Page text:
Swim England confirms funding to develop English water polo talent in 2020

Swim England has confirmed its financial investment in developing English water polo talent in 2020.

The financial commitment from Swim England will help fund the training and competitive opportunities for English players, whilst recognising there will still be a requirement for self-funding for international competition.

In March 2019, Sport England funding for water polo came to an end and Swim England agreed to cover the £37,500 for the remainder of that year.

For 2020, the Swim England board has agreed an investment of £80,000 to support English water polo talent. In addition, Swim England employs a talent development officer and funds a programme administrator.

George Wood, Swim England Sport Development Director, said: “Swim England is committed to progressing the sport of water polo and, to that end, supports the concept of British teams entering European competitions at U17 and U19 level in addition to the World University Games.

“Following the loss of UK Sport funding for a British programme, Swim England financed a wholesale review which provided a platform to build up the game at home country level. Since the publication of this report in late 2014, British Swimming has not entered senior teams into major LEN or FINA events.

“A change to this approach so that a senior British team can compete in major LEN and FINA competitions requires approval by British Swimming. Decisions will be made on performance ability alongside a full understanding of how costs will be met, regardless of whether events are funded or self-funded.”

Decision over FINA World League entry

Swim England recently received a request for the men’s senior British team to enter the FINA World League in 2020.

George said: “With the short time frame provided, this application could not be considered effectively before the closing deadline by either Swim England in terms of finance and logistics or British Swimming who would ultimately sign off an entry in terms of performance.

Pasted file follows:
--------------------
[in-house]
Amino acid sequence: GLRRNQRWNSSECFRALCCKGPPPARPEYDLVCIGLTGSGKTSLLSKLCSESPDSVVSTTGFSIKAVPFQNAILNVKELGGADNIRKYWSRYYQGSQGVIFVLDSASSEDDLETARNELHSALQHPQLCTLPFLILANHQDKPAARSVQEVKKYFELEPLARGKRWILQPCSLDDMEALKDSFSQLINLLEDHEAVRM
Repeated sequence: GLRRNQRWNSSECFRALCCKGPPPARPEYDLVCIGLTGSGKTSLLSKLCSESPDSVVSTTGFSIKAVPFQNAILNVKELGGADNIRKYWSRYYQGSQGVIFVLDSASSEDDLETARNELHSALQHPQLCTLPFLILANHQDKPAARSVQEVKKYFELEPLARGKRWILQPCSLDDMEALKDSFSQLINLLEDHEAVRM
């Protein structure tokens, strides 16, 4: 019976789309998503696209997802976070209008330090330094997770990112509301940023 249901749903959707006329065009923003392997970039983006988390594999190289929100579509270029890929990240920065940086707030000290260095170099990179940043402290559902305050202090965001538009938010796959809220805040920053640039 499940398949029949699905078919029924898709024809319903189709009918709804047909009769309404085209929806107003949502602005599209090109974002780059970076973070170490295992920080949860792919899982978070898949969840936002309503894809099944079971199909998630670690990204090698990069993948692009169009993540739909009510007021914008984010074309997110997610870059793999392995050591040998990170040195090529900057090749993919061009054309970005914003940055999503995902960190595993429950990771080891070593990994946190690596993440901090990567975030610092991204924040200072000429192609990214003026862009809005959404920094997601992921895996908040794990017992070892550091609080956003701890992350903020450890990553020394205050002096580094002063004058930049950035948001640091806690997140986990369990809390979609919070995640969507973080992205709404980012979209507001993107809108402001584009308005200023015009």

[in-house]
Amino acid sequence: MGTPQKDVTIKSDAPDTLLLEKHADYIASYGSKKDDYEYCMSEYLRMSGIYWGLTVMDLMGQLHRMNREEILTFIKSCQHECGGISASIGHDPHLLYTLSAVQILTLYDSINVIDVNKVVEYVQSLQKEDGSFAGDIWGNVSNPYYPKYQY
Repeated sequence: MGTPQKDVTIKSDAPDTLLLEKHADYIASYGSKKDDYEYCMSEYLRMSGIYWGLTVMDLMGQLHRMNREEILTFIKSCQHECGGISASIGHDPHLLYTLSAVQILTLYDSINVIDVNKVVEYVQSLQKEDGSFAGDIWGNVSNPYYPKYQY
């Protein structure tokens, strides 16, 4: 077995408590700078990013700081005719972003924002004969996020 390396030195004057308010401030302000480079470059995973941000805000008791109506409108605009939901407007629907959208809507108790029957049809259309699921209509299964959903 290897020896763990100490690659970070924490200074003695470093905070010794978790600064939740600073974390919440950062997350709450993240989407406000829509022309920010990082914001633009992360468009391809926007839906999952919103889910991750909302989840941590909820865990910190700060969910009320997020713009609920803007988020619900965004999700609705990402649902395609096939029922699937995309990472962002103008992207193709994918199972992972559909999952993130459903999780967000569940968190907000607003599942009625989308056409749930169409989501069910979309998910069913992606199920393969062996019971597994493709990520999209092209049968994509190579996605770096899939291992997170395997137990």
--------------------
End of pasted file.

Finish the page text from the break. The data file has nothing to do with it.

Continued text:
“Along with British Swimming and the other Home Nations, I share the keen desire for senior teams to compete effectively for Great Britain in top level international events in the future. I also recognise the significant investment that athletes and their families put into funding their careers.”

“However it is vital that when teams compete in LEN or FINA events, British Swimming is able to field a competitive team, have clarity about what the goals are for the event and, above all, performance reflects the high performance nature of British Swimming.”

The Home Countries Water Polo Working Group will now consider the way forward for senior British teams at its next meeting – and plans to gain the views of head coaches to identify the next key steps.

George said: “We’re delighted to be able to confirm £80,000 of investment next year into the considerable English talent we have but we also want to move water polo towards the point where it can attract external funding to support the performance squads and make them more viable for the athletes.  I will continue to fight hard for this although external funding is far from being a certainty.

“For us to have any chance of achieving this, we require a well-planned approach so that decisions can be considered properly and agreed so that players, coaches and the national governing bodies move forwards in the same direction.”